Group Wants Voters to Weigh in on Vikings IssuesST. PAUL, Minn. (AP) — A group that opposes using tax dollars to fund a new Minnesota Vikings stadium isn't giving up its efforts to let voters weigh in on the issue.
For the second time, the No Stadium Tax Coalition is trying to organize a petition asking that a referendum be held before Ramsey County can agree to finance a stadium or subsidize a sports team, according to a St. Paul Pioneer Press report (http://bit.ly/wHvy1n ).
The group previously submitted a similar petition, but the office of County Attorney John Choi took issue with the wording. The office said this week that some of the prohibitions being sought weren't legally enforceable as written. So the coalition modified the language and is trying again.
The original petition would have asked voters to decide whether the county should be "prohibited from making expenditures, incurring debt, or entering into any agreement directly or indirectly" related to a stadium in Arden Hills.
However, the language of an initiative can't legally prohibit the county from expenditures or entering into agreements, assistant county attorney Harry McPeak told the coalition.
But removing that language would pare the proposed prohibition down to just "incurring debt," which would make the petition meaningless, coalition chair Ady Wickstrom said.
"It would allow the County to go to another entity to issue the debt, but it would still have to be paid for with Ramsey County Taxpayer's money," Wickstrom wrote to Choi on Friday.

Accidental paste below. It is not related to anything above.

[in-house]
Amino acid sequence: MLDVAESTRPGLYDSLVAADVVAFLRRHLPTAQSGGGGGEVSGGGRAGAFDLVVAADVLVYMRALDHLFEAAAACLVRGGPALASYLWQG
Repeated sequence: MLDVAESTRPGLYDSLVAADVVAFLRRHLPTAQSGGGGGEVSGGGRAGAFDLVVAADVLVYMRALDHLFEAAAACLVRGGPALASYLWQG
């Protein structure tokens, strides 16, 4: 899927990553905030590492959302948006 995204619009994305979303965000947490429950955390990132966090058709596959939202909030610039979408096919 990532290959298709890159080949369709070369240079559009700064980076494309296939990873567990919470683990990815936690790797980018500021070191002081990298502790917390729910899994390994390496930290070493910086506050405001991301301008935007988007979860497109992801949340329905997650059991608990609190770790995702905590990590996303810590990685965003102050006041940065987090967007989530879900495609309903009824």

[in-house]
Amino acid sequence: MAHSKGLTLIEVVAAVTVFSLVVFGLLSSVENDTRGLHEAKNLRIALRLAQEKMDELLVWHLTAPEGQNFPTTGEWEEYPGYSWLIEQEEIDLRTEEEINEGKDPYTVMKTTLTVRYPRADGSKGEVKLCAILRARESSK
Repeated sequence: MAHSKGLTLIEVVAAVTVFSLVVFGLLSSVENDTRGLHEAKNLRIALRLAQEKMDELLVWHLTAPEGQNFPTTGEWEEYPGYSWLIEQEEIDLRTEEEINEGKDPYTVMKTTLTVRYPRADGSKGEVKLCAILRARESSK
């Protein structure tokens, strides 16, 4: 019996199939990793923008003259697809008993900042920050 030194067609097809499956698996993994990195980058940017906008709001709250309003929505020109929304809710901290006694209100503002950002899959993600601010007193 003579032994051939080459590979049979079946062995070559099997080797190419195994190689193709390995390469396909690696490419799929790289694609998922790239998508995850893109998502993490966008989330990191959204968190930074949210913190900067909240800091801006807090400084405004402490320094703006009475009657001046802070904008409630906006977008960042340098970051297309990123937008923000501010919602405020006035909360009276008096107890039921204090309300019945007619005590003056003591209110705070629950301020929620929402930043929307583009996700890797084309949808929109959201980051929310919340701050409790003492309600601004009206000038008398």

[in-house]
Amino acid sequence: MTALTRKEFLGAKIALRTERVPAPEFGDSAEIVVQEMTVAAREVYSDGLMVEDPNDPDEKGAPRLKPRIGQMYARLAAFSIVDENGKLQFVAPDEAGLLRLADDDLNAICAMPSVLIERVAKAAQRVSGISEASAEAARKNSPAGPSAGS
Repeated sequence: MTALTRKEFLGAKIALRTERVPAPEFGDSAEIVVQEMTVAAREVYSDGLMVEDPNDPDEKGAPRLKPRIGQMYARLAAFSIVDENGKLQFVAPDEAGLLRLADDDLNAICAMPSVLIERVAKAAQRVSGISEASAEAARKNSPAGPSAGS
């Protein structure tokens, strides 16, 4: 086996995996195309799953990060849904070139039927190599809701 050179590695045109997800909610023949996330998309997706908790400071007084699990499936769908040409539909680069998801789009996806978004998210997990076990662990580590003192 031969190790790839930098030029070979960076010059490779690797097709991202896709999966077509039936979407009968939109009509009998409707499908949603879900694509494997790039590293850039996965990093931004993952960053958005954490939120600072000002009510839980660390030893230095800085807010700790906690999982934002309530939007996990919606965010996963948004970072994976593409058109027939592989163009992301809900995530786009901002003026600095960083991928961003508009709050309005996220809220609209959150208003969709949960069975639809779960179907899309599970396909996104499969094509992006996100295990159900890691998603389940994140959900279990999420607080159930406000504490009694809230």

Choi declined to comment on the implications of his office's decision, saying its role is only to weigh legal merits.
The coalition is now trying to circulate a new petition with slightly modified language. The new proposed amendment would require the county to get majority approval from taxpayers before it could "finance a sports facility to be used by a professional team, or to subsidize the operations of a professional sports team."
To get the proposed charter amendment on a ballot, the coalition needs signatures from 5 percent of the county's registered voters, or 14,875 signatures. The soonest the amendment could appear on a ballot would be for the November general election.
"That's really the trade-off. It would be a permanent solution, but it would be next November," coalition member Dave Brudevold said.
Costs to build a new stadium are likely to exceed $1 billion, with the Vikings so far signaling a willingness to pay more than $400 million. The state would pay about $300 million from an undetermined revenue source likely to include tax revenue from a gambling expansion, leaving the local host to come up with about $350 million.
Ramsey County has proposed building on a suburban site in Arden Hills. Minneapolis has discussed three potential sites: two near the Twins' Target Field, and the other at the current Metrodome site. The Vikings owners prefer the Ramsey County site, but have not ruled out staying in downtown Minneapolis.
Information from: St. Paul Pioneer Press, http://www.twincities.com
Copyright 2012 The Associated Press.